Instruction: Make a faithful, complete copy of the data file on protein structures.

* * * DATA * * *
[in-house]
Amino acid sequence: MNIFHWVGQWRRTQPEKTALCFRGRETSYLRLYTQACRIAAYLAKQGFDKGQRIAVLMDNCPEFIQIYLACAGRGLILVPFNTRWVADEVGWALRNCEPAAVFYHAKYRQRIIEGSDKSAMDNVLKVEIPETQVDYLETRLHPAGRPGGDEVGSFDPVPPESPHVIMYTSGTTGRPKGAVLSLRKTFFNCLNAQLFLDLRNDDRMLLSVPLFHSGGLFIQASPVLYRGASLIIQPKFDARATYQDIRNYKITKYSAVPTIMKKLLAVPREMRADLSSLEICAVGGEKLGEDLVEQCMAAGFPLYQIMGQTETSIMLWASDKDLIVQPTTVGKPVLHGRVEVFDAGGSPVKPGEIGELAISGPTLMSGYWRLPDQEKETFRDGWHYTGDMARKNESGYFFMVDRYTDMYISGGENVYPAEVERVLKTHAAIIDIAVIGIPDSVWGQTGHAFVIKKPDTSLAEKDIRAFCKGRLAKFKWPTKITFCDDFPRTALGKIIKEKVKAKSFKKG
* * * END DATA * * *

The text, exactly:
[in-house]
Amino acid sequence: MNIFHWVGQWRRTQPEKTALCFRGRETSYLRLYTQACRIAAYLAKQGFDKGQRIAVLMDNCPEFIQIYLACAGRGLILVPFNTRWVADEVGWALRNCEPAAVFYHAKYRQRIIEGSDKSAMDNVLKVEIPETQVDYLETRLHPAGRPGGDEVGSFDPVPPESPHVIMYTSGTTGRPKGAVLSLRKTFFNCLNAQLFLDLRNDDRMLLSVPLFHSGGLFIQASPVLYRGASLIIQPKFDARATYQDIRNYKITKYSAVPTIMKKLLAVPREMRADLSSLEICAVGGEKLGEDLVEQCMAAGFPLYQIMGQTETSIMLWASDKDLIVQPTTVGKPVLHGRVEVFDAGGSPVKPGEIGELAISGPTLMSGYWRLPDQEKETFRDGWHYTGDMARKNESGYFFMVDRYTDMYISGGENVYPAEVERVLKTHAAIIDIAVIGIPDSVWGQTGHAFVIKKPDTSLAEKDIRAFCKGRLAKFKWPTKITFCDDFPRTALGKIIKEKVKAKSFKKG